6223 Dahl, provisional designation 1980 RD1, is a carbonaceous asteroid from the middle region of the asteroid belt, approximately 18 kilometers in diameter. It was discovered on 3 September 1980, by Czech astronomer Antonín Mrkos at Kleť Observatory near České Budějovice in the Czech Republic.
The dark C-type asteroid orbits the Sun at a distance of 2.4–3.1 AU once every 4 years and 6 months (1,653 days). Its orbit has an eccentricity of 0.12 and an inclination of 4° with respect to the ecliptic. The first precovery was taken at the U.S. Goethe Link Observatory in 1949, extending the asteroid's observation arc by 31 years prior to its discovery.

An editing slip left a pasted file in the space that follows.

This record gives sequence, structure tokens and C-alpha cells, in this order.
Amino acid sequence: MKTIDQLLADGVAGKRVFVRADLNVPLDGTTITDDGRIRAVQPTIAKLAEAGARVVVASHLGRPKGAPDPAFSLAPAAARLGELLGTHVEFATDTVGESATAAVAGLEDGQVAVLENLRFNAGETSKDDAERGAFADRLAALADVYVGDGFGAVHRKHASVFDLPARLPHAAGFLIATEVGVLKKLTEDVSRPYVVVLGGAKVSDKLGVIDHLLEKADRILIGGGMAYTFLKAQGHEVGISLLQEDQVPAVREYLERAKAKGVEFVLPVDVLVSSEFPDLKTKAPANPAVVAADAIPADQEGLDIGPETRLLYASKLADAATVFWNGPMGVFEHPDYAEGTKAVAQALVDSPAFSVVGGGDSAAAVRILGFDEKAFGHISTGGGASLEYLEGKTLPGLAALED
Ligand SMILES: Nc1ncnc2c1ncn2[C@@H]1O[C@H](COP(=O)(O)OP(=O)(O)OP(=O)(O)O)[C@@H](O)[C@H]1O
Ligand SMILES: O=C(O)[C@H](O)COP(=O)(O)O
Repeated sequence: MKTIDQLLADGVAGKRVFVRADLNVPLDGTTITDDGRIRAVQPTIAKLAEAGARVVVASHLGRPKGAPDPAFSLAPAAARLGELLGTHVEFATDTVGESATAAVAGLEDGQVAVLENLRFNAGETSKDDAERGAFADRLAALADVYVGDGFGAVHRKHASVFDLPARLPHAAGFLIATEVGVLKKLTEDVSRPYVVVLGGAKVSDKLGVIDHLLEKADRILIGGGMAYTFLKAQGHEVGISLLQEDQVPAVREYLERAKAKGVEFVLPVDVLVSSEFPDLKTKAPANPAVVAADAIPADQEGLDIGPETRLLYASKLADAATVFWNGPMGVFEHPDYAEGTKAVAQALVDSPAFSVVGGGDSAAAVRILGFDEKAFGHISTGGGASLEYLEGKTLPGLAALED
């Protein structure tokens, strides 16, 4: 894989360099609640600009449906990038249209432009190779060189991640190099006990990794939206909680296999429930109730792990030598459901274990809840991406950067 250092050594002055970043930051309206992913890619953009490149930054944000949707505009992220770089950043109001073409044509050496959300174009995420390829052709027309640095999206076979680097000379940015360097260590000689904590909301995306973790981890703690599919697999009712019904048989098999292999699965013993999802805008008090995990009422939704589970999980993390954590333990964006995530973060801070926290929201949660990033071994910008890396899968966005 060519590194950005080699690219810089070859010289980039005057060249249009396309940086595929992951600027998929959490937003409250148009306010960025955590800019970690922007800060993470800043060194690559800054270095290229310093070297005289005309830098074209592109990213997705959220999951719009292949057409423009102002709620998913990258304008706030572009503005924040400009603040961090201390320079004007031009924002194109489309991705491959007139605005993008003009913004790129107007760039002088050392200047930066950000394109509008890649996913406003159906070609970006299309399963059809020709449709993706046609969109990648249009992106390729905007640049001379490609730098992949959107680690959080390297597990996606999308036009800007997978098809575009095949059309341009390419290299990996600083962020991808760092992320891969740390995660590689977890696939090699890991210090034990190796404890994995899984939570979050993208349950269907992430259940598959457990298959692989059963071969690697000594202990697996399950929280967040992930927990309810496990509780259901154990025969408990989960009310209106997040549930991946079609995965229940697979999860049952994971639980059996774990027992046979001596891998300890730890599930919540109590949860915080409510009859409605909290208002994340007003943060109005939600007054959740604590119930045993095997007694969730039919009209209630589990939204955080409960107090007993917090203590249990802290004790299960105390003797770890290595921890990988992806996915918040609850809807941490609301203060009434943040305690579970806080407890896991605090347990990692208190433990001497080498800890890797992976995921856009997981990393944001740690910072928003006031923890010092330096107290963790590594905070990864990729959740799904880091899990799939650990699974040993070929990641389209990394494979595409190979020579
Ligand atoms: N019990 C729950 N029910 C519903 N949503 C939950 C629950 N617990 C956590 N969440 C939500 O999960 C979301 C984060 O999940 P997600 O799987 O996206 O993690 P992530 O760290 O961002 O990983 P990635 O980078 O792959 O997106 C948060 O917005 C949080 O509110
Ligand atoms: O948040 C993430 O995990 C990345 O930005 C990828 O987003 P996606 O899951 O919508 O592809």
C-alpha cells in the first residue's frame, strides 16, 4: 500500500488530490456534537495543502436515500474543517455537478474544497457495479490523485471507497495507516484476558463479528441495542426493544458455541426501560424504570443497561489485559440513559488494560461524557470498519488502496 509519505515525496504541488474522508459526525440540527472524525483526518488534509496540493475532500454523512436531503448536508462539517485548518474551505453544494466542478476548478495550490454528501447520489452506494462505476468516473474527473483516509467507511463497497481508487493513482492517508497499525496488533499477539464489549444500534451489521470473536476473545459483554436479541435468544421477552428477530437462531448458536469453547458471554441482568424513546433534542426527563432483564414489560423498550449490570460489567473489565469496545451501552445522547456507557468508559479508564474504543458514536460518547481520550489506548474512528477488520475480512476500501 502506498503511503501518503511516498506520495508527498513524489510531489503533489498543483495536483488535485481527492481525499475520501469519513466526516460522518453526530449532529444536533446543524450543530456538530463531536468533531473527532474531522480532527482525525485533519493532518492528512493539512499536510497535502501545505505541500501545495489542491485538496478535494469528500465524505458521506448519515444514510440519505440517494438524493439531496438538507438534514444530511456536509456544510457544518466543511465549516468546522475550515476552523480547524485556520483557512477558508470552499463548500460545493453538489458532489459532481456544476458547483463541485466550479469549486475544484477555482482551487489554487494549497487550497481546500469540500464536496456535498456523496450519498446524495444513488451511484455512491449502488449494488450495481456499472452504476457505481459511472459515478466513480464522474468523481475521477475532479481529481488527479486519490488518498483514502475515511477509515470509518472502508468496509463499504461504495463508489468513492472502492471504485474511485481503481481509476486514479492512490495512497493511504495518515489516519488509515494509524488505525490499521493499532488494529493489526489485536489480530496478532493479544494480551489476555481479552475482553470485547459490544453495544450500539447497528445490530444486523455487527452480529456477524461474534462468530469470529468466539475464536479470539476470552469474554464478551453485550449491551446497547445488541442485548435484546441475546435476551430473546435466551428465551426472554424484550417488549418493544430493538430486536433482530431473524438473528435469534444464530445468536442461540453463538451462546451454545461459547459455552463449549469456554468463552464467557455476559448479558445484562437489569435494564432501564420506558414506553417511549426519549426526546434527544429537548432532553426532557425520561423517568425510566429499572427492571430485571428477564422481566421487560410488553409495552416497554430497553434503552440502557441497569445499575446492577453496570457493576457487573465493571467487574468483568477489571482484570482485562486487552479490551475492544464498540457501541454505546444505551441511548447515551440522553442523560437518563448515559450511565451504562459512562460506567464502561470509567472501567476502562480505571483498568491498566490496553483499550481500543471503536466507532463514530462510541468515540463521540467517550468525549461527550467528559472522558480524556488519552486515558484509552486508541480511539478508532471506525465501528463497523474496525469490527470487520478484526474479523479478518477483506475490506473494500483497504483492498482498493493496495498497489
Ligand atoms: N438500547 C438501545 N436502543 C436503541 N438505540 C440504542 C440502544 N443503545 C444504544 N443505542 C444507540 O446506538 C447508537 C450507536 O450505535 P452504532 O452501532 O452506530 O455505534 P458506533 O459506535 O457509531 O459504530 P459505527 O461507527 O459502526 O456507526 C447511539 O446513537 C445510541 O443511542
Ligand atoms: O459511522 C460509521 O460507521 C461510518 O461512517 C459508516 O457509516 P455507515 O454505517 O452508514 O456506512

In November 2011, a rotational light-curve for this asteroid was obtained by Brett Waller at the U.S. Cedar Green Observatory in Virginia. It gave a rotation period of 7000333000000000000♠3.33±0.01 hours with a brightness variation of 0.43 in magnitude (U=2).
According to the survey carried out by the NEOWISE mission of NASA's Wide-field Infrared Survey Explorer, the asteroid measures 19.6 kilometers in diameter and its surface has an low albedo of 0.034, while the Collaborative Asteroid Lightcurve Link assumes a standard albedo for carbonaceous asteroids of 0.057 and calculates a diameter of 16.8 kilometers, as the higher the albedo (reflectivity), the lower the body's diameter at a constant absolute magnitude.
The minor planet was named in memory of the Welsh author Roald Dahl (1916–1990), known for his classic children's books Willy Wonka and the Chocolate Factory and James and the Giant Peach. Naming citation was published on 28 August 1996 (M.P.C. 27735).